TPI 355 Machine Work - Something Old, Something New Part II

Ray T. Bohacz Apr 1, 2006 0 Comment(s)
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Holding The Horsepower
Power is useless if it isn't reliable, and that is where 300 Below Cryogenic Tempering Services become useful. The bane of all metal is the residual stress that remains from the manufacturing and machining processes. These are broadly grouped as thermal and mechanical stress. The first situation occurs when metal of any type is drilled, cut, machined, or welded, and is the by-product of the uncontrolled cool-down rate in the affected zone. Bending, forming, die-casting, or the rigors of machining impart mechanical stress as the molecules are forced or torn into a new shape. Engine components usually suffer from the two of them. Though both are catastrophic, thermal stress is dominant and more destructive. It makes bores go out of round, shifts line-bore paths, causes premature valvespring failure, and initiates other nice stuff like that. By removing the residual stress, the component becomes stronger and more stable.

Cryogenic processing incorporates a controlled deep-freezing process with a very defined warm-up rate. This process accelerates the molecules until they align themselves properly, which returns the intended dimensional stability to the component. Stability through stress relief adds power by keeping the bores concentric longer, thus maintaining ring seal; it increases the life of an aluminum connecting rod on the order of 300 percent to 500 percent and triples the usefulness of something as mundane as a brake rotor. Unlike heat treating that tends to warp or distort the piece, cryogenics has no impact and requires no additional machining. Dimensional tolerances should always be checked after each process; as the molecules return to their natural position, measurements may change. The molecules return to the position they maintained prior to manufacturing and machining. After the cryogenic process they stay this way.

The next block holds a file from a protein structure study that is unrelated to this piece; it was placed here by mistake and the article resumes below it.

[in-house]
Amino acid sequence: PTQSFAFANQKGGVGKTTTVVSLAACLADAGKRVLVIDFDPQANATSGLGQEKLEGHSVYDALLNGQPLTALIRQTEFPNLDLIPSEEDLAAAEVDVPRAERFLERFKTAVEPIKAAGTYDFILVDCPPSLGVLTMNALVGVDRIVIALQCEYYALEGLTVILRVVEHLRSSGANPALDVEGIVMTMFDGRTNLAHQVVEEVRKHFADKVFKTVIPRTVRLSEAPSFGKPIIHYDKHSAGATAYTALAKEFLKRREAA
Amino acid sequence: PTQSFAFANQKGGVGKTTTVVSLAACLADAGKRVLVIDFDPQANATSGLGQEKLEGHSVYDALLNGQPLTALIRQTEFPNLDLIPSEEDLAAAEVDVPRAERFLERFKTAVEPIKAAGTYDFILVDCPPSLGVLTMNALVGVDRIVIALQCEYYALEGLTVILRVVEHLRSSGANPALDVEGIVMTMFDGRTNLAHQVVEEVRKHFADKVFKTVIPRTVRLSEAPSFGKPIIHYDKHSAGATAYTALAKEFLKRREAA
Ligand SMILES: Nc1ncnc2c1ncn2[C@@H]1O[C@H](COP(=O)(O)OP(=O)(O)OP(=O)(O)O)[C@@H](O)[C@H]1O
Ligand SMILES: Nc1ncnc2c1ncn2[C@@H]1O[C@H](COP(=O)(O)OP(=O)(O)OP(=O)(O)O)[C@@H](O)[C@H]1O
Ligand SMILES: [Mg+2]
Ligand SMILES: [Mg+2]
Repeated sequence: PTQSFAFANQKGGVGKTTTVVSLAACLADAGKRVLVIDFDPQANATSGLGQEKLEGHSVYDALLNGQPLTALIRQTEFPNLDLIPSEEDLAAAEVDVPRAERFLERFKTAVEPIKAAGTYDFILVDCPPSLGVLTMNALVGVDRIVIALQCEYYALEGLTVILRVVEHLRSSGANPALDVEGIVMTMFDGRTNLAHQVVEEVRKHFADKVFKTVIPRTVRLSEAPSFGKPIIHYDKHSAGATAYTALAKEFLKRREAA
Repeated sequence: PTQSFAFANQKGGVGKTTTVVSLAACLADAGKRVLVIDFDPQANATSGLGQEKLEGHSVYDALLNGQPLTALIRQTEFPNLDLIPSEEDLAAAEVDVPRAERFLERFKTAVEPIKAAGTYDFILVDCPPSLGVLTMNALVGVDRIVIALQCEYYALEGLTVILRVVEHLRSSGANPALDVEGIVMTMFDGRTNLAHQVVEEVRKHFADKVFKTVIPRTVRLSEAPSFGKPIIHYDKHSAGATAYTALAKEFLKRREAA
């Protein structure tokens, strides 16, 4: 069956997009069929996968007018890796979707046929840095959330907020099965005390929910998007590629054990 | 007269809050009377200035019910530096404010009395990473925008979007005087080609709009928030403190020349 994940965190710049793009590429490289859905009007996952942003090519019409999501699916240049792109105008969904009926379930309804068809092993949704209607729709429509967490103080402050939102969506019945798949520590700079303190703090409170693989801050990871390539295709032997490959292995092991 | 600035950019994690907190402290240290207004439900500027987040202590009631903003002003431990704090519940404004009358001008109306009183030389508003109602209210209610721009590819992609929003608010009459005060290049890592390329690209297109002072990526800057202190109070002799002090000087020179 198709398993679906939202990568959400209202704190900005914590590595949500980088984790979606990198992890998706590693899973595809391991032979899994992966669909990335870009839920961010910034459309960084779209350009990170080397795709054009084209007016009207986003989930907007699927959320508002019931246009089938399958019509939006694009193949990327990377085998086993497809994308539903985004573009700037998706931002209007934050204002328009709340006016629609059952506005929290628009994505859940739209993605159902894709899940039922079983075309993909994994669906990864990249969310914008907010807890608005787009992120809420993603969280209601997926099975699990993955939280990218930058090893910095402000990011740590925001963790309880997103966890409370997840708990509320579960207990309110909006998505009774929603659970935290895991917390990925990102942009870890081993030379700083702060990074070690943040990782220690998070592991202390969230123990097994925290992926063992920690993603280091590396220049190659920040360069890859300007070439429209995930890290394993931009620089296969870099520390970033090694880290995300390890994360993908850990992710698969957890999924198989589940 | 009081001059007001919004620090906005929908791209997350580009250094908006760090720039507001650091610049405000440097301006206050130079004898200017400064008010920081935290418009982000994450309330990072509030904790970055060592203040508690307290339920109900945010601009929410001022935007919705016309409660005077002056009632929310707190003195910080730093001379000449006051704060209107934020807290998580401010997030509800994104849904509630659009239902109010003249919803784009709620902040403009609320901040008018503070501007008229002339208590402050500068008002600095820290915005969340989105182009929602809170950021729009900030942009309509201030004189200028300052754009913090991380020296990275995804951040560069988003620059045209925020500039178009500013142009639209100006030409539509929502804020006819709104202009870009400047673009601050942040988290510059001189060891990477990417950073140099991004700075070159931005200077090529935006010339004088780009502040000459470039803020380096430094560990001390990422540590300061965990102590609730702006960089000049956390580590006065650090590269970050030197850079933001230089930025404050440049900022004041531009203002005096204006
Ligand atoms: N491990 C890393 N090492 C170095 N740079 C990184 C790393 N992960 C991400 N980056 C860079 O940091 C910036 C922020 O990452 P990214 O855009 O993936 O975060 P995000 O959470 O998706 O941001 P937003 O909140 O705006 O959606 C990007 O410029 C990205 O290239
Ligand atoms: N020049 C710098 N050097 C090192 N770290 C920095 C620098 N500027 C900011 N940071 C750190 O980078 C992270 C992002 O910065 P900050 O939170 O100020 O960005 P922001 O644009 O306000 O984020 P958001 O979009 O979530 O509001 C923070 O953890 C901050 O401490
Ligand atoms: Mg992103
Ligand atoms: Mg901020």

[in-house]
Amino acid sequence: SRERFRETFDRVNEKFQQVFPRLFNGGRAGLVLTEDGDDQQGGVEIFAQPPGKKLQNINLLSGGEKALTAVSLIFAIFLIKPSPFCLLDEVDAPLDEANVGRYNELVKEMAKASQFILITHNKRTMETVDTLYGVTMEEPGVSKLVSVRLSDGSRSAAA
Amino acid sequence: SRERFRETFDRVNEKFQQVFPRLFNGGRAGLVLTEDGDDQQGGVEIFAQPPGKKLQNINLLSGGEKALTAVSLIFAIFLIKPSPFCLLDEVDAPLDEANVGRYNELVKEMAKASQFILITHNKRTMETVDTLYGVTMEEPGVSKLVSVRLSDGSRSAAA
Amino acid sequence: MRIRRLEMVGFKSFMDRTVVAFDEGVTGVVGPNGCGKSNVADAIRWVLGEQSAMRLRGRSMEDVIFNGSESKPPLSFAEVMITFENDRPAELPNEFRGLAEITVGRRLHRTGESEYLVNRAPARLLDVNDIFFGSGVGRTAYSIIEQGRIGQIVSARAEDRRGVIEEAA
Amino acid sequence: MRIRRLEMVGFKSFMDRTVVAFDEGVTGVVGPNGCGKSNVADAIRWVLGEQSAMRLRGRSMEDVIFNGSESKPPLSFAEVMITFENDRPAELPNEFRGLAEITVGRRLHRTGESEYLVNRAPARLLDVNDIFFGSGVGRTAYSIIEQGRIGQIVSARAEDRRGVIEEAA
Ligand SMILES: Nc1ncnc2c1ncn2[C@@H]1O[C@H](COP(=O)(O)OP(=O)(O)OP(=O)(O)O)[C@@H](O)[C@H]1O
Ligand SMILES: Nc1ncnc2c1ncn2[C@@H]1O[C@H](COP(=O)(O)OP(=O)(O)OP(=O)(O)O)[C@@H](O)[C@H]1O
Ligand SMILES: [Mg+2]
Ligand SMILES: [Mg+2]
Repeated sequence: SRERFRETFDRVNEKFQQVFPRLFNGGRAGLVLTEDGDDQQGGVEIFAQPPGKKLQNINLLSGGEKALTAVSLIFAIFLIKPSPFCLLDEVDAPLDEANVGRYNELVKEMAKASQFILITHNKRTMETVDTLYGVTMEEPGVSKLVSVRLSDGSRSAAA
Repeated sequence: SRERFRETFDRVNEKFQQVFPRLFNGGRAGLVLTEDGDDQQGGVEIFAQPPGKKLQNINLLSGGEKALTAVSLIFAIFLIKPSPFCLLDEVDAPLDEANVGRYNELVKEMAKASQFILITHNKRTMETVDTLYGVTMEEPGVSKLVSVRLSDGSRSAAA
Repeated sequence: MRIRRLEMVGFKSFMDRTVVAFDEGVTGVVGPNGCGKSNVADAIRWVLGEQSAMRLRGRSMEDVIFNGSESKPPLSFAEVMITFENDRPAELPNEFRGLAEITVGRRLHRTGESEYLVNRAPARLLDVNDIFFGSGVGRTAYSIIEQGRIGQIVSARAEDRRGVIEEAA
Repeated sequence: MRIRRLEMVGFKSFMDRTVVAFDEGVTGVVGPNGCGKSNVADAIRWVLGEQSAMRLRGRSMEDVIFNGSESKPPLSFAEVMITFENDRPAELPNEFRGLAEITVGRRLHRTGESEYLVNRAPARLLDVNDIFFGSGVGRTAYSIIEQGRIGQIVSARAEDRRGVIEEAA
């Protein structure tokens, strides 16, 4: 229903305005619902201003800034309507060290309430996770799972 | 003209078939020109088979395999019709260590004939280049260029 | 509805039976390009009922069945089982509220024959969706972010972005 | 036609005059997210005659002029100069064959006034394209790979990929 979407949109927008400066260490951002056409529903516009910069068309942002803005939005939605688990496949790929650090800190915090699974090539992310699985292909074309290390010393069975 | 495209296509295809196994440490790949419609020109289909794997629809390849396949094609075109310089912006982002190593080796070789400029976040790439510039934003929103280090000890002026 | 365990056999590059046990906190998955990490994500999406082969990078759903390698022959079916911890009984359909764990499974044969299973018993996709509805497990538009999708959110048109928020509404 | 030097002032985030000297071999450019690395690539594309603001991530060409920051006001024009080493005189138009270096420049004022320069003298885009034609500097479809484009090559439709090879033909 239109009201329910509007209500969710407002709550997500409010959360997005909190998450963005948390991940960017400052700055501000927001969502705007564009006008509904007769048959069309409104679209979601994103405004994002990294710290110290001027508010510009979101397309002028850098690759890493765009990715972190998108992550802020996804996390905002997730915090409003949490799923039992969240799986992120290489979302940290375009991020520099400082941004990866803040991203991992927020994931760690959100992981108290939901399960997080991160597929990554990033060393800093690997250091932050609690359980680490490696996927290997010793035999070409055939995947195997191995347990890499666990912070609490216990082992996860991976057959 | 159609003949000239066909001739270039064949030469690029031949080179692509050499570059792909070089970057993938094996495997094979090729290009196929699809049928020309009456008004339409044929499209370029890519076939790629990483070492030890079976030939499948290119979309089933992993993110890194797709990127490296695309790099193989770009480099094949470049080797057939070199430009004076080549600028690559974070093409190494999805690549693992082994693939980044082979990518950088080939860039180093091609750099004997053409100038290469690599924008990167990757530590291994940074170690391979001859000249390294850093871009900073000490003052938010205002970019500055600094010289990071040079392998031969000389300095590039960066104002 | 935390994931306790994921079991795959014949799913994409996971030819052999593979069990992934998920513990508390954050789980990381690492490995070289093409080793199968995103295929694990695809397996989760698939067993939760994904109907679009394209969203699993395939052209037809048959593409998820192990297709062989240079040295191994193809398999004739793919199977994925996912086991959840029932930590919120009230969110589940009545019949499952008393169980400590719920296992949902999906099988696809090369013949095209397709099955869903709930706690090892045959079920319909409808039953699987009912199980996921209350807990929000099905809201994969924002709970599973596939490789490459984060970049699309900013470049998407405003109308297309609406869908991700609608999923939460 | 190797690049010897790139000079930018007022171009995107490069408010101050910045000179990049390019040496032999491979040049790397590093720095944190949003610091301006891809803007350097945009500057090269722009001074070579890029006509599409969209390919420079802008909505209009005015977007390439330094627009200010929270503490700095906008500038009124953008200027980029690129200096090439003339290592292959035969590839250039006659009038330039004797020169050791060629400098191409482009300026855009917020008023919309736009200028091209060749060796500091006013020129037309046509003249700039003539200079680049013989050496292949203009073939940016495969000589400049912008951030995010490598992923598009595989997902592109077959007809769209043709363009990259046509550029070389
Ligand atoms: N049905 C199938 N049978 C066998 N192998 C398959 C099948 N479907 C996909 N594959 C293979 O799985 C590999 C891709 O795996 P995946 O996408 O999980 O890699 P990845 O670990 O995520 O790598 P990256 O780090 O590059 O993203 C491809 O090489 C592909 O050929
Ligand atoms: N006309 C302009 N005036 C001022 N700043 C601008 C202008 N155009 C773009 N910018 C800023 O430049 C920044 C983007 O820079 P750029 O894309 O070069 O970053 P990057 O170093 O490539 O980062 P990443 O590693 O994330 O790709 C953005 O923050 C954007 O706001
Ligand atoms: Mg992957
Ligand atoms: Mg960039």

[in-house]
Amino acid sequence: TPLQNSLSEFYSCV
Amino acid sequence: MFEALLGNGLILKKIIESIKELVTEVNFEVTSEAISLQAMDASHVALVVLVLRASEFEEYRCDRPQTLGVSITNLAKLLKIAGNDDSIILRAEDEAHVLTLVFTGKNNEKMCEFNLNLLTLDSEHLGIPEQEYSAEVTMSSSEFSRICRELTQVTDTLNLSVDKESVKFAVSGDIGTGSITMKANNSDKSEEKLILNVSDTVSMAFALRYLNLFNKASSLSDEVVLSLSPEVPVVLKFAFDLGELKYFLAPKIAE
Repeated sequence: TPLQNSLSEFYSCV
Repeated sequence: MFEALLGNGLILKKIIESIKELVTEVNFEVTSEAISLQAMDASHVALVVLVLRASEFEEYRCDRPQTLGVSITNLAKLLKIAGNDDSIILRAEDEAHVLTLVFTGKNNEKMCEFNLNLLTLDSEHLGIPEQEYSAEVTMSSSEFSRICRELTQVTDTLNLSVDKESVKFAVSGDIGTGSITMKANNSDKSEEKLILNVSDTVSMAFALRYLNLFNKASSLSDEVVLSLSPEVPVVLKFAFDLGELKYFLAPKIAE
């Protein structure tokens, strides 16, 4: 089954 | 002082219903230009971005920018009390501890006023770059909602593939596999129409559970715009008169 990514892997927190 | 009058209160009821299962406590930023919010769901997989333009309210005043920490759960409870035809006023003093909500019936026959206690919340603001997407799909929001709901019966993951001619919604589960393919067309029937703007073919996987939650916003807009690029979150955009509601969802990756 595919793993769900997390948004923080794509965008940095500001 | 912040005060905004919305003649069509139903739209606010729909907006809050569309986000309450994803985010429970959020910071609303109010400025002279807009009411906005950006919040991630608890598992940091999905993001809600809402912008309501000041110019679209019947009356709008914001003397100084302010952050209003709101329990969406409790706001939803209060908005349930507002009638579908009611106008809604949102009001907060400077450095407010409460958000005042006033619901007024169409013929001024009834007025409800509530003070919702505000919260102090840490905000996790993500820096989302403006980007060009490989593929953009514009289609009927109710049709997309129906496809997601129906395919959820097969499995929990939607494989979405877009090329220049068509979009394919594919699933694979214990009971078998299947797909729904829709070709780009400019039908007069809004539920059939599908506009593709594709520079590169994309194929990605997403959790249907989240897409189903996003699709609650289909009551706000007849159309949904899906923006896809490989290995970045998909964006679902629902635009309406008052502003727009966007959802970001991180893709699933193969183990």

The original deep computer-controlled cryogenic process was developed by Peter Paulin of 300 Below Inc. In the early '60s, NASA and the military experimented with freezing to -120°F for stress relief and dimensional stability. As with many technologies, the microprocessor allowed the full benefit of a process to unfold, and enabled 300 Below Inc. to develop this integration. Its documented cryogenic process has the ability to neutralize both mechanical and thermal stress with no negative effects. The secret is the way it is able to control the temperature drop from a computer cycle. The temperature of the part is lowered to -100°F through normal refrigeration (in a processor that resembles a chest freezer). Nitrogen gas then plummets the Fahrenheit to -300°, and the part remains in the processor for 24 to 36 hours, depending on its mass and composition.

Then it's time for the warm-up cycle to begin. The temperature is raised very slowly to 375°F and then slowly returned to room temperature. During the deep freeze, the molecular structure draws closer, and stops just short of absolute zero (-459.69°F), where no molecular movement exists. During warm-up, the molecules accelerate, and the grain structure of the metal takes its natural form, thus limiting distortion and adding strength and dimensional stability.